last updated August 29, 2012

Nothing To Fear But Fear Itself

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The most interesting thing about going on a package holiday to Turkey is watching some people's reaction to telling them it's a 'package holiday'. A lot of people I know go on city breaks and squirm at the thought of someone organising a trip for them by a beach. I was a bit like that until I went to Fuerteventura 10 years ago and had the most relaxing two weeks of my life. Most people who squirm have never done it or found somewhere good enough. From the beginning, it's been a case of finding a good hotel with a company that chucks in flights pretty much for free, entertaining a rep who may or may not give you some handy local hints and then doing what the fuck you want for the rest of the time. We got a hire car thrown into our deal and had a beautiful, small and quiet hotel away from Daily Mail Central that was the middle of Kalkan.

Everyone talked about how bad the driving and roads were: compared to Britain the roads aren't well marked and aren't built up at the side, and sometimes people don't indicate - but apart from that I found drivers to be courteous and relatively slow (the cost of petrol was probably the main factor).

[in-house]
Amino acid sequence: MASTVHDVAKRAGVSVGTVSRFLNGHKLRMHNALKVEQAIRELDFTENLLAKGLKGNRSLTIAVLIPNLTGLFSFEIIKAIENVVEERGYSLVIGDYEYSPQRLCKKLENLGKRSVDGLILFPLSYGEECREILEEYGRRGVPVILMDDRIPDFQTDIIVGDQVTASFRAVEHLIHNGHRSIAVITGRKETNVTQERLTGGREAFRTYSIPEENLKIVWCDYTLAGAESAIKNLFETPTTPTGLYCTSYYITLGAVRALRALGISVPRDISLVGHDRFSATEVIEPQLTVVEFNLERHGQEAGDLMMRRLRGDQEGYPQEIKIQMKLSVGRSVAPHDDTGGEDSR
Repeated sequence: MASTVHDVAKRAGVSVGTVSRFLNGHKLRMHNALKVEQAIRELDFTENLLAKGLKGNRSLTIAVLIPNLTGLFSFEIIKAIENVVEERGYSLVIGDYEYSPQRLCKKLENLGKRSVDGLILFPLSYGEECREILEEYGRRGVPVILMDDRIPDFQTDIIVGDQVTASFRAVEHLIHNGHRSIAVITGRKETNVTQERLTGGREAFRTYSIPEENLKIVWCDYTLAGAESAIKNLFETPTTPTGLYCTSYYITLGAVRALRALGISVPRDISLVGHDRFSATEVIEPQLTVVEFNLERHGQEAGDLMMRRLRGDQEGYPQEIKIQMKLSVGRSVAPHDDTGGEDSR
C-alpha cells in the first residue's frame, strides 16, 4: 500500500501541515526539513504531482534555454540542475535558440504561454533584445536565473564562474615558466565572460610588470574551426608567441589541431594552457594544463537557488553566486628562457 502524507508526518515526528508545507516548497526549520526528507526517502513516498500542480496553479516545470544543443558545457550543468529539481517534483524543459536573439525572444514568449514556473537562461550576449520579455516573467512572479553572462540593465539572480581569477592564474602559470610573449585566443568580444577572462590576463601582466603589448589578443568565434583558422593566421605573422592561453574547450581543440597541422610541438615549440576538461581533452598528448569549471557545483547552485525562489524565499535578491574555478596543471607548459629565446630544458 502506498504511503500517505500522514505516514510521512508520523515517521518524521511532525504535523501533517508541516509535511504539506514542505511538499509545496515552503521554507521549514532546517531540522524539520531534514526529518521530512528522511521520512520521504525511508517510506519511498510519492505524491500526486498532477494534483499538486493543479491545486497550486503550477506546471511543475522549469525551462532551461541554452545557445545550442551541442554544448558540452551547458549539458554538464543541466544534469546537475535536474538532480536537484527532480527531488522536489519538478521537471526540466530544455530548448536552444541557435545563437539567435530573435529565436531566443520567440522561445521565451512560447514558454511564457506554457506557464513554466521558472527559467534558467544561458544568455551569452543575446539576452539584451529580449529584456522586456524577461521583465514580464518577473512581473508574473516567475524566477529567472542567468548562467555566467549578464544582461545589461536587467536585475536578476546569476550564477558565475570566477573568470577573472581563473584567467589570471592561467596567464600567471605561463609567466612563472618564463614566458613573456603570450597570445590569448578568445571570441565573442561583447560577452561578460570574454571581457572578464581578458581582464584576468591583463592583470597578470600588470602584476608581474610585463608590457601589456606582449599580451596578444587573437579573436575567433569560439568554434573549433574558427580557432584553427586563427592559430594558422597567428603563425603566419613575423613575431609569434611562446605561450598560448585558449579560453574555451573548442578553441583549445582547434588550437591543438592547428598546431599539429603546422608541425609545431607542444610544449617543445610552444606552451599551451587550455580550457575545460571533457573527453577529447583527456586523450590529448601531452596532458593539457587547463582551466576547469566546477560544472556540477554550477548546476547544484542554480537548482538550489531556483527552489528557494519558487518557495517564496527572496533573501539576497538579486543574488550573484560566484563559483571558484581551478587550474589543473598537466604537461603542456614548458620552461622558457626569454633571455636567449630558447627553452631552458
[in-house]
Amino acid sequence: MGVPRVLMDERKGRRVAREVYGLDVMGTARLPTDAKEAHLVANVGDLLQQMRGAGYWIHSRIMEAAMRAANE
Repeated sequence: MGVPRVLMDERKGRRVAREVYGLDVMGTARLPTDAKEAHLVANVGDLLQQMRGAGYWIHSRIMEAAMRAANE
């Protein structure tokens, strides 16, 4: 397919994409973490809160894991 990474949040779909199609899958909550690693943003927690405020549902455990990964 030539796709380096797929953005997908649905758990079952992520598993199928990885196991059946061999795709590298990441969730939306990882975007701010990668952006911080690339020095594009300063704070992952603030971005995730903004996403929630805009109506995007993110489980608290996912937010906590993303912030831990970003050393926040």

You can be sceptical of people selling you stuff but the 75 year old fisherman who approached us as we were fresh into town, gave us a great deal and a lovely day on the water. I tipped him with a sketch of his boat.

The guys who chat you up on the street to get you into bars are salesmen, but if you give them a chance and chat to them they can be intelligent, interesting people - far more astute, witty and politically knowledgable than their British counterparts. I had a great education about Ataturk by one guy and, wanting the drawing I'd been working on, in the end let me buy my food and beer with ink and paper.

I actually grew to liking these encounters - more than many places I've been (aside Morocco) drawing was commanding great respect and even worked as a currency.

One day we pulled up to a road side eatery in a very local setting and, with no menus or conversation, ordered 'food'. Our trays of goodies, water and bag of bread came imminently and we ate a feast. The lunch service was finishing and chairs were being loaded into a van. We didn't think anything of it until when we went to pay were told there was no charge - this was a pre-wedding party and lunch was on them. Now that's hospitality.

Posted by stupot at August 29, 2012 01:30 PM